Why Feeding Your Gut Bacteria Might Be the Secret to Better Health

Wellness |

Why Feeding Your Gut Bacteria Might Be the Secret to Better Health

Our gut bacteria influence our health in profound ways. They help digest food, make key nutrients, fight harmful organisms, protect our gut lining, train our immune systems, turn genes on and off, regulate gut hormones, and possibly even affect mood and cravings. Gut bacterial changes are closely linked to autoimmunity, inflammation, body weight, diabetes, cancer, and heart disease.

Various factors shape our gut bacterial patterns, but likely the most important factor is food. Our bacteria mirror what we eat and respond quickly when we change our diet.

Just five days of a diet high in animal fat and low in fiber causes a rise in bile-tolerant bacteria, which are linked to inflammatory bowel disease. It also results in more secondary bile acids (carcinogenic compounds formed when bacteria metabolize bile) and fewer beneficial fiber-fermenting bacteria. By contrast, switching to a diet high in fiber and complex carbs produces a greater diversity of gut bacteria (a good thing), more fiber-loving bacteria, lower markers of colon inflammation, and a 70 percent drop in secondary bile acids in only two weeks.

One of the most incredible products of gut bacteria is butyrate: This short-chain fatty acid is critical for reducing inflammation throughout the body and keeping gut tissue healthy. It also helps kill off cancer cells, hamper growth of unfriendly bacteria, stimulate appetite-lowering hormones, and promote fat burning in muscle cells, which lowers insulin resistance.

How do we maximize this amazing nutrient? It all comes down to fiber, which gets fermented to butyrate by beneficial gut bacteria. We need all types of fiber, ideally from a variety of plant foods, especially whole grains and the resistant starches found in beans, lentils, and split peas.

Prebiotic foods (e.g., oats, asparagus, beans, sweet potatoes, leeks, onions, and garlic) foster growth of friendly gut bacteria. Probiotic plant foods (e.g. sauerkraut, kimchi, kombucha, nondairy yogurts, and tempeh) deliver live, beneficial bacteria to the gut. Probiotics can also be found in pill form, but the most effective way to increase healthy gut bacteria is simply to eat the right foods—namely, plants!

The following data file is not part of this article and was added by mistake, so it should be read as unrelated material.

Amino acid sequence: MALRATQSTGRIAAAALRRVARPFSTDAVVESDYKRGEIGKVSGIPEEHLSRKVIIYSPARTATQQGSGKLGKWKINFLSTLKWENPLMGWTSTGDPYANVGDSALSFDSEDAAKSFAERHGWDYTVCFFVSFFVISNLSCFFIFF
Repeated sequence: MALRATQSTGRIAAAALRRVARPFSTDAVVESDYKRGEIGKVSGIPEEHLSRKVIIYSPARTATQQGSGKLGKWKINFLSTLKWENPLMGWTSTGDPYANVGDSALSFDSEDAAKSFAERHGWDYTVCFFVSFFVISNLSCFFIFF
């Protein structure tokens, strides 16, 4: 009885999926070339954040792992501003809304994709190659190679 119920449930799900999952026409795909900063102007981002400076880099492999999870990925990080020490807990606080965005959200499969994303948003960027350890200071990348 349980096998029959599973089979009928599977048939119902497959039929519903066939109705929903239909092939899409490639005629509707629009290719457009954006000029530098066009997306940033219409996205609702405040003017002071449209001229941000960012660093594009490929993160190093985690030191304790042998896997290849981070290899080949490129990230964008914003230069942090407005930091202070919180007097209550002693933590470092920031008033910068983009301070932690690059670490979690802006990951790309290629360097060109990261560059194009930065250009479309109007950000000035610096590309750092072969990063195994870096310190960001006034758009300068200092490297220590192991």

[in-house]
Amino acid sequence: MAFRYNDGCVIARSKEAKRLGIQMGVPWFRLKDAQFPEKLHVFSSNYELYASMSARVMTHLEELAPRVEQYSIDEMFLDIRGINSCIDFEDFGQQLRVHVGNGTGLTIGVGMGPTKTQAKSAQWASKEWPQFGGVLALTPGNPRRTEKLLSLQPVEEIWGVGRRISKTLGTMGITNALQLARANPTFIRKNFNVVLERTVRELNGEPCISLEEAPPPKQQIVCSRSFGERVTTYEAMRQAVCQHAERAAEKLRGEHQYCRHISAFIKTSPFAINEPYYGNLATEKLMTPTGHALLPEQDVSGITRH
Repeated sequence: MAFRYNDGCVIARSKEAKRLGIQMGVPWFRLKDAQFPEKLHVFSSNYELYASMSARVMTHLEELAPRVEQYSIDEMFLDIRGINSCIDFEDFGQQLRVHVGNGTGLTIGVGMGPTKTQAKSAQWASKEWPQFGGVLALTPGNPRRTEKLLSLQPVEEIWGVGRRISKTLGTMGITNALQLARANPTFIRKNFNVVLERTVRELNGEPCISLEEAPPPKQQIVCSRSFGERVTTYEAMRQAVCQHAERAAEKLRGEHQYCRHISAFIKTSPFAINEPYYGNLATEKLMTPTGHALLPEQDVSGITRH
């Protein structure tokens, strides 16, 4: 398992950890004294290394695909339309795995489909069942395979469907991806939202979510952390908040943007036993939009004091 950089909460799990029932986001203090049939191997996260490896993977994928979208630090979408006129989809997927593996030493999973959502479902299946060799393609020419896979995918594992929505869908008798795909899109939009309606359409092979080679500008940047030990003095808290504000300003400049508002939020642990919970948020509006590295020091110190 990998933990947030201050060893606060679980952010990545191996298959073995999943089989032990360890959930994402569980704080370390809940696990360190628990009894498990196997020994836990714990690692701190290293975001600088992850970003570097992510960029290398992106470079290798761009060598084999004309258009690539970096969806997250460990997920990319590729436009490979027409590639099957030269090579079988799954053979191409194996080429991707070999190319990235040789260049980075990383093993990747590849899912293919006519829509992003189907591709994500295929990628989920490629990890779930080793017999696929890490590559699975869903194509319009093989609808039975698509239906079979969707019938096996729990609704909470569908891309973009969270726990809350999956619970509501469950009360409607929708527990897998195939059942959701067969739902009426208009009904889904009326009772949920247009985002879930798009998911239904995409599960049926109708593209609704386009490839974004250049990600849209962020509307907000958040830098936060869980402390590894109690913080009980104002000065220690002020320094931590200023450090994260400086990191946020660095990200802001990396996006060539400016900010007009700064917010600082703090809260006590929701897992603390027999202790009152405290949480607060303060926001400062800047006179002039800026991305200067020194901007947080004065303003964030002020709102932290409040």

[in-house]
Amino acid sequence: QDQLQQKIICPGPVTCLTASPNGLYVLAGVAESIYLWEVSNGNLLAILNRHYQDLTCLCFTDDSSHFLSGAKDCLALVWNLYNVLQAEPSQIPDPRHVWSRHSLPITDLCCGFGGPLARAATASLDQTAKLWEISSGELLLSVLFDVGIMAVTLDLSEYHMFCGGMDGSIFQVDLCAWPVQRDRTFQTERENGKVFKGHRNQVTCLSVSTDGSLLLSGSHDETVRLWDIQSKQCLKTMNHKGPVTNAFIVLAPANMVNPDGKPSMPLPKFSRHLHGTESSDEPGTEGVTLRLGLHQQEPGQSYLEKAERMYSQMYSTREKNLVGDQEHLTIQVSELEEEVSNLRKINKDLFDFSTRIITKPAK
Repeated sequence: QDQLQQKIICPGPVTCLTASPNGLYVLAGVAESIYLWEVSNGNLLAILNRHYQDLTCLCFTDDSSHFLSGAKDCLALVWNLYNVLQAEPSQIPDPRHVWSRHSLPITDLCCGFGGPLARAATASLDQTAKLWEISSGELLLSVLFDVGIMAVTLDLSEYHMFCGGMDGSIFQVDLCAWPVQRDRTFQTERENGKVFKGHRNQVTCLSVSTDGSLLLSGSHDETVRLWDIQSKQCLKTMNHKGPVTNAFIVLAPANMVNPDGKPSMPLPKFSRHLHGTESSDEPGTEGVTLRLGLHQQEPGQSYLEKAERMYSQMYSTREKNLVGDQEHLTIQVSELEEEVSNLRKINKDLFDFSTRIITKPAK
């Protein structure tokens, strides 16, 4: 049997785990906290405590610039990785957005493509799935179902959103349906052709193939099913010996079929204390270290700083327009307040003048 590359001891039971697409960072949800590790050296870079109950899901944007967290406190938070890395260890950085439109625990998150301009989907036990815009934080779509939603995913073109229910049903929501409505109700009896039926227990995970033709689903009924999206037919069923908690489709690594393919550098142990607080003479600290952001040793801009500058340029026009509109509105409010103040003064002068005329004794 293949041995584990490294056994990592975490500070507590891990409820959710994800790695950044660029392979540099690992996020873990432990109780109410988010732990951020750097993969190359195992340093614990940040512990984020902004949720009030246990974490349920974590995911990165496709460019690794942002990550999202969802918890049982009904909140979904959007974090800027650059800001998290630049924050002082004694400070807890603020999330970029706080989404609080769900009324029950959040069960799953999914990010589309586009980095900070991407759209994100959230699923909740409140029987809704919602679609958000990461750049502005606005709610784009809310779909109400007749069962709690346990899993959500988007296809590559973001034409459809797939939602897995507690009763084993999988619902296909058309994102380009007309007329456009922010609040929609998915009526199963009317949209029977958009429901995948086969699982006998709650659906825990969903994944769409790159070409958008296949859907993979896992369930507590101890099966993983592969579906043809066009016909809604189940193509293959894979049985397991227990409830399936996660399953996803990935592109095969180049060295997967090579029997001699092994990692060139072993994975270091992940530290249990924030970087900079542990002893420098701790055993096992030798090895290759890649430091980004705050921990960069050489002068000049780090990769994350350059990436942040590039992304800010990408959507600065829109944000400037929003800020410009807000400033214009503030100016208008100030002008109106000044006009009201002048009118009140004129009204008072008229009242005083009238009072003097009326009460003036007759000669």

Sources:
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[i] David LA, Maurice CF, Carmody RN, Gootenberg DB, Button JE, et al. “Diet Rapidly and Reproducibly Alters the Human Gut Microbiome.Nature, Jan 23, 2014, pp. 559–563.

[i] O’Keefe SJ, Li JV, Lahti L, Ou J, Carbonero F, Mohammed K, Posma JM, et al. “Fat, Fibre and Cancer Risk in African Americans and Rural Africans.” Nature Communications, Apr 28, 2015.

[i] Jardine M. “Nutrition Considerations for Microbiota Health in Diabetes.Diabetes Spectrum, Nov 2016, pp. 238–244.

[i] Dahan S, Segal Y, Shoenfeld Y. “Dietary Factors in Rheumatic autoimmune diseases: a Recipe for Therapy?Nature Reviews Rheumatology, Jun 2017, pp. 348–358.

[i] Tang WH, Wang Z, Levison BS, Koeth RA, Britt EB, Fu X, Wu Y, Hazen SL. “Intestinal Microbial Metabolism of Phosphatidylcholine and Cardiovascular Risk.New England Journal of Medicine, Apr 25, 2013; pp. 1575–1584.

[i] McNabney SM, Henagan TM. “Short Chain Fatty Acids in the Colon and Peripheral Tissues: A Focus on Butyrate, Colon Cancer, Obesity and Insulin Resistance.” Nutrients, Dec 12, 2017; p. 1348.

[i] Glick-Bauer M, Yeh M-C. “The Health Advantage of a Vegan Diet: Exploring the Gut Microbiota Connection.Nutrients, Oct 31, 2014; pp. 4822-4838.

[i] Vinicius A. do Rosario, Ricardo Fernandes, Erasmo B.S. de M Trindade. “Vegetarian Diets and Gut Microbiota: Important Shifts in Markers of Metabolism and Cardiovascular Disease.Nutrition Reviews, Jul 1, 2016; pp. 444–454.

[i] Walter J, Martínez I, Rose DJ. “Holobiont Nutrition: Considering the Role of the Gastrointestinal Microbiota in the Health Benefits of Whole Grains.Gut Microbes, Jul-Aug, 2013; pp. 340–346.

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